“There’s a cloud tied to the tent,” symbolizes that the Divine Presence is deeply rooted in the domicile, that there is a constant aura of spirituality present in the home.

One of the highly controversial Mishnayot (Mishnaic passages) that has been severely criticized recently by some Jewish commentators is a famous Mishna that is found at the beginning of Tractate Shabbat (Chapter 2), known as Bameh Madleekin. This Mishnah is recited as part of the Ashkenazic Friday evening prayer service as an addition to the welcoming of the Shabbat prayers.

The Mishna reads: “For three sins women die in childbirth: because they are not careful in neda–the laws of family purity, challah–giving dough from the bread that they bake, ub’hadlakat h’ner–because they fail to light Sabbath candles.”

At first blush, this Mishna appears quite outrageous. However, upon further examination, it is evident that this Mishna is primarily a metaphor, and an important metaphor at that. The message of the Mishna is loud and clear: Women lose their children or their lives, because they fail to provide a proper example for their children.

The Mishna argues that if parents fail to serve as proper models for their children, if they fail to demonstrate to their children family relationships based on sanctity and purity, if they do not evidence healthy relationships between husbands and wives–they may very well lose their children. If parents fail to show a giving quality, if they do not practice frequent and multiple acts of charity–of giving challah, they may lose their children. If parents fail to light the Sabbath candles, if they fail to focus and nurture their family’s spiritual needs, if every day is exactly the same and there is no sacred family time, then they will likely lose their children.

The Mishna maintains that those parents who fail to transmit these three critical values will lose their children–in a Jewish sense, their children will simply never be in a position to acquire those feelings that are necessary to maintain and transmit the legacy of Judaism. These parents will also lose their children in an ethical and moral sense. Parents whose children are bereft of these values–of family love relationships, of feelings of charity, of spirituality and of Shabbat, will soon discover that their children have found other things to fill the void in their lives. And this is precisely what we are taught in this week’s parasha.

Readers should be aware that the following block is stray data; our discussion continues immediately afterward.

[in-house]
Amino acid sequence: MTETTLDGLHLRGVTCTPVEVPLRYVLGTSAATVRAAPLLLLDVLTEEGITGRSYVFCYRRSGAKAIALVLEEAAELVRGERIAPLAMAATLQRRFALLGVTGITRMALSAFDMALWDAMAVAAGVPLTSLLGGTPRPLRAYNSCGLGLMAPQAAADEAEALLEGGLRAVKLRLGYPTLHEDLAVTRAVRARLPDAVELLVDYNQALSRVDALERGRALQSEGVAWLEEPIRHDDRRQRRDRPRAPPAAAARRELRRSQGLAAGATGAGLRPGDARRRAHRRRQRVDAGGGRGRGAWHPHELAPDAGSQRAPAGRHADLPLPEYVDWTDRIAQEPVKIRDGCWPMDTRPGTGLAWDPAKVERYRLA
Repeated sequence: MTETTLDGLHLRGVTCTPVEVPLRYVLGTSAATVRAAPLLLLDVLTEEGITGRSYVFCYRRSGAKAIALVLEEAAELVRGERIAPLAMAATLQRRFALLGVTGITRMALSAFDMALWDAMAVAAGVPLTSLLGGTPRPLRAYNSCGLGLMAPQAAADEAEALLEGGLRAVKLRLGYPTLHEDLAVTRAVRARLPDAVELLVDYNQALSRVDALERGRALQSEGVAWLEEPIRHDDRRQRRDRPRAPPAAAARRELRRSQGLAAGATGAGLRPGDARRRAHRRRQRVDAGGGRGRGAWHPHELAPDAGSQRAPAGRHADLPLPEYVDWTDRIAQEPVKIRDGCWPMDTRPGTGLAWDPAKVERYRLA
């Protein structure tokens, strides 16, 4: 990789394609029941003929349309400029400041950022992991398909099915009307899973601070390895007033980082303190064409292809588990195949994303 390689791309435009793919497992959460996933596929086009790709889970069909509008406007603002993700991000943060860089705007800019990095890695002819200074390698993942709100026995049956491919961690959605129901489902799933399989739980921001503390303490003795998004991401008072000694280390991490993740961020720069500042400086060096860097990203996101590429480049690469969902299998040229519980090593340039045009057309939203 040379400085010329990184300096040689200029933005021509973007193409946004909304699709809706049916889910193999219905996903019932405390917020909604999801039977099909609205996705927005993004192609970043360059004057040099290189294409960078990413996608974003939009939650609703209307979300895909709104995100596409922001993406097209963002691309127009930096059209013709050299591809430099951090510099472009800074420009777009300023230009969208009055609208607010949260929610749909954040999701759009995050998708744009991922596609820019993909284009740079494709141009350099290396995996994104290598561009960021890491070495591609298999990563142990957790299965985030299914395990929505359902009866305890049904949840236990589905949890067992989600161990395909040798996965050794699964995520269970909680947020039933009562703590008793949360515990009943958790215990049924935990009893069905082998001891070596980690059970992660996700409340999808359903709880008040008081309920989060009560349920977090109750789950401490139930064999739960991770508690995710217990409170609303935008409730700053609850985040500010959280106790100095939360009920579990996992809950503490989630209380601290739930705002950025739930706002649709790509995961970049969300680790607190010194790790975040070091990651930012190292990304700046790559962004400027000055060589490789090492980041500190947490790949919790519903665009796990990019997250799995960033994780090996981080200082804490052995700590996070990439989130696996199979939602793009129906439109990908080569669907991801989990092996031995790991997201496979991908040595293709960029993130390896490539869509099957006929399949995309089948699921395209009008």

When Eliezar was looking for the proper wife for Isaac at the well, scripture says that Eliezer saw a woman (Genesis 24:17), “Va’ya’ratz ha’eh’ved lik’rata,” and the man, the servant, Eliezer, ran toward her. “Va’yomer,” and he says to her: “Hag’mee’ee’nee nah, m’at mayim mee’kah’daych,” pour off a little water from your pitcher. Rashi asks: Why did Eliezer run toward this particular woman? What did he see about her that was so attractive? Rashi maintains, based on the Midrash, that Eliezer saw water coming towards her–that when Rebecca went down to the well to draw for her own needs, the water actually flew from the well and went right into her pitcher. If that is the case, if Rebecca was a veritable miracle worker, why did Eliezer have to put her through the test, by saying that if she gives water to my camels then he will know that she is an unusually kind person, and appropriate for Isaac?

The Rabbi’s offer a remarkable and insightful explanation. The fact that a woman may appear to be a miracle worker, the fact that water comes running up towards her, that the well empties directly into her pitcher, is simply not sufficient reason to choose a particular mate. Miracles do not determine who and what is appropriate–kindness determines, chessed determines. Rabbi Samson Raphael Hirsch defines the word “chessed”–lovingkindness–as “love translated into action.” Without chessed, even bushelfulls of miracles would not have rendered Rebecca an appropriate mate for Isaac.

These are the rich and meaningful lessons to be gleaned from our scriptures. These are the lessons that must guide us, especially in contemporary times. These are the lessons to heed in our own lives. They are not primitive. They are thoroughly enlightened, and, in many instances, light-years ahead of contemporary practices and understandings.

May you be blessed.